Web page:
A newly proposed plan for the Huyser Farm House envisions renovating the structure into a Living Legacy Center, a building for multiple uses such as a parks office, history site or gallery – at a cost of about $125,000. The plan will now be distributed for review.
The Laketown Township Building Authority unanimously accepted the 34-page plan on Thursday, Aug. 17, meeting a six-month deadline that, if not fulfilled, would have meant the end of the home at Huyser Farm Park, 4188 64th St.
The 1939 home of Manuel and Lilah Huyser, both of whom have passed away, was donated to the township along with 102 acres of land for a park in 2001. The house was unused for more than 20 years. The parks commission decided on March 15 to hand over the home’s fate to the building authority and told the group to have a plan for the building by Sept. 15. If the deadline was not met, the house would have been recommended for demolition.
“You have in your hands a very, very doable plan,” Township Manager Al Meshkin told authority members Tom Shuff and Bob Schaftenaar.
The plan presented Thursday was researched and assembled by Patty Meyer, executive director of the Felt Estate, and Meshkin.
“This document aims to provide a practical and doable restoration plan, a plan that honors the legacy of Manuel and Lilah Huyser, who lovingly cared for the house and land,” the report said.
The plan examined the history of the site, and earlier proposed options for the house and the easement with the Land Conservancy of West Michigan. That easement puts limits on certain uses of the property.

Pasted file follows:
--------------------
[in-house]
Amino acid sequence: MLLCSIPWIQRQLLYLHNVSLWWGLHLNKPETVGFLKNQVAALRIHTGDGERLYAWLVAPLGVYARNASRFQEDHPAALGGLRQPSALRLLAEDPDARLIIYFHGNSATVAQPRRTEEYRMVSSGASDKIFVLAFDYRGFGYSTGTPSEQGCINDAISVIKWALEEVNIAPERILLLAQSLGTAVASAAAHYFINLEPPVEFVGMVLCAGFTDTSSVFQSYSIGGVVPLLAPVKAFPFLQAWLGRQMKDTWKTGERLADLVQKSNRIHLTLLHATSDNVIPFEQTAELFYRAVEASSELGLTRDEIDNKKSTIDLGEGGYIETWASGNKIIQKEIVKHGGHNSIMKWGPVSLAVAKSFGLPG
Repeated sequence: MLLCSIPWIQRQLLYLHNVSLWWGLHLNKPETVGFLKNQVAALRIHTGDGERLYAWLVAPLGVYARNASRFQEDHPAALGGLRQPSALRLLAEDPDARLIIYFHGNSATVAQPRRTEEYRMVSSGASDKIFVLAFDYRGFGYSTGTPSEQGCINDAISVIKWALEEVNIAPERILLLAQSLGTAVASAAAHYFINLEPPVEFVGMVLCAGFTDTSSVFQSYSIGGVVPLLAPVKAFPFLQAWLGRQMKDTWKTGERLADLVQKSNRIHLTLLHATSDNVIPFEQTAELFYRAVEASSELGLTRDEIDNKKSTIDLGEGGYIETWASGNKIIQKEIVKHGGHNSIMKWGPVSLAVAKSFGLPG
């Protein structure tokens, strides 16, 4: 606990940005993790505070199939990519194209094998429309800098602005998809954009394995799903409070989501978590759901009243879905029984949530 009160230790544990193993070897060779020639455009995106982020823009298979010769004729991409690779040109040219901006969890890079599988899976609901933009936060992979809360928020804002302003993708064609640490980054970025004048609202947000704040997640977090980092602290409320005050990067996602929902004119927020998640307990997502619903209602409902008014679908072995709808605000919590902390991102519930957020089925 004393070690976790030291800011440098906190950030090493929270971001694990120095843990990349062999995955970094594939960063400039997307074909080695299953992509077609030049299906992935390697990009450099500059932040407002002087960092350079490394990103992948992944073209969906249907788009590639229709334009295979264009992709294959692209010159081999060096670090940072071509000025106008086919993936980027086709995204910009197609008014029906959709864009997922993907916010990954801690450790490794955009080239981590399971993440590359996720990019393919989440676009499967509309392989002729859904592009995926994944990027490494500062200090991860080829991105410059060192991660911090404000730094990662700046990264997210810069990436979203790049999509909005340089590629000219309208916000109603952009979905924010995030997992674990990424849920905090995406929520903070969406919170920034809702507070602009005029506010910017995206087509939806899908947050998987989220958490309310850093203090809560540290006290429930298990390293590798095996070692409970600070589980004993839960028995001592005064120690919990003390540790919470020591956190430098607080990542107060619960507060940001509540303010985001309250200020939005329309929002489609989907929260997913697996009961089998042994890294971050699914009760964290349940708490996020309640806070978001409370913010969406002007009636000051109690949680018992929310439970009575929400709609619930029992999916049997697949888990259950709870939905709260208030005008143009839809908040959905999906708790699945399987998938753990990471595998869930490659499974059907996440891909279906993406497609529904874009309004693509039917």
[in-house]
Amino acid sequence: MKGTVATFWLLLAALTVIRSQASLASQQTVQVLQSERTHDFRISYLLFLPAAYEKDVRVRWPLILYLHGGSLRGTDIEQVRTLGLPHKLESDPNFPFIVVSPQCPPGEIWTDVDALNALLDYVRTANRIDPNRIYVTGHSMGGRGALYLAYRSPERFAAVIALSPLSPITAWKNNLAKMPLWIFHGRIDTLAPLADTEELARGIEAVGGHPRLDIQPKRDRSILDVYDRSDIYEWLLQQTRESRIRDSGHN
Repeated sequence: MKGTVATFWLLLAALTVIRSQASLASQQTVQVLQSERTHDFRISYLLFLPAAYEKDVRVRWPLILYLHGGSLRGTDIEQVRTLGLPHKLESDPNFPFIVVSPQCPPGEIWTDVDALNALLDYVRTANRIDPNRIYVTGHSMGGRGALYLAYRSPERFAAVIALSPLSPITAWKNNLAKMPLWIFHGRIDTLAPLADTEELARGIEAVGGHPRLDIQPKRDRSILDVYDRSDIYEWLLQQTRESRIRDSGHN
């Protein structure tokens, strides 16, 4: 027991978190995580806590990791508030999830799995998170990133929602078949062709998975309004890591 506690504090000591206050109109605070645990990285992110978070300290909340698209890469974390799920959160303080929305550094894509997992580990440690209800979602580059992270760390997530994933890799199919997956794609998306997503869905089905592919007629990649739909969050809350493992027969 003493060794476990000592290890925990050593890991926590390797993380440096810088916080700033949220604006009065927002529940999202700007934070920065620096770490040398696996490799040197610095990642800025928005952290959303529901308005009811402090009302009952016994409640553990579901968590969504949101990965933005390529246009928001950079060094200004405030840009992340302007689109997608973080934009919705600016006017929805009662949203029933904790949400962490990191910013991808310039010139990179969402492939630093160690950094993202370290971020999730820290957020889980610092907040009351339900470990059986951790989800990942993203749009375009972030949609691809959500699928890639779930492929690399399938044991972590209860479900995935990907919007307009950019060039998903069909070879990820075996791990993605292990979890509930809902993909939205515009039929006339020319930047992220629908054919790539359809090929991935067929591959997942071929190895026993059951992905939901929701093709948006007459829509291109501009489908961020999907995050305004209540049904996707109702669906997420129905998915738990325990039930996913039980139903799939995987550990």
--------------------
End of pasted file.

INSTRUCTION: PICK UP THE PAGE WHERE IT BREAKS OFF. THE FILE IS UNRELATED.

The most economical and feasible adaptation of the house is to restore the home for multiple purposes so it “functions as a Living Legacy Center.”
It would tell the story of Laketown’s past of agriculture on smaller farms, highlight architecture from the post-Depression era, offer a place to display historical artifacts, provide a place for a community garden, and open up volunteer opportunities.
“As a Living Legacy Center, the home can (and should) also serve other functions, perhaps as a parks/history office as well as a staging or classroom area for nature tours in the park,” the report noted, adding that it could also be used for art displays.
“All of these options are low impact, low traffic, and would not generate revenue associated with commercial use,” the report said. “Having multiple uses keeps the house occupied, used, and a vibrant part of the community.”
The report was clear that the site would not make money for the township.
“It won’t make money. It will make memories. That’s the watchword,” said Shuff, chairman of the authority.
The report estimates the cost of the project between $100,000 to $125,000, including work on the roof, septic system, well, electrical, plumbing, heating, ventilation and air conditioning, and asbestos removal.
The house would not be brought up to standards to be a residence but would be modified to be usable.
“We keep it very simple to when the Huysers lived there,” said Meshkin. “We’re not modifying the house much at all.”
The plan included estimates for the work from area companies.
“This is the direction I hoped we’d go,” said Shuff. He was also chairman of the parks commission when that group transferred responsibility for the house to the building authority earlier this year.
Cleanup around the house has been ongoing this summer.
A crew from Escape Ministries in Holland cleared landscaping and painted the home. Security cameras and wi-fi are planned for the site.
For more on the Huyser House, visit www.Laketowntwp.org.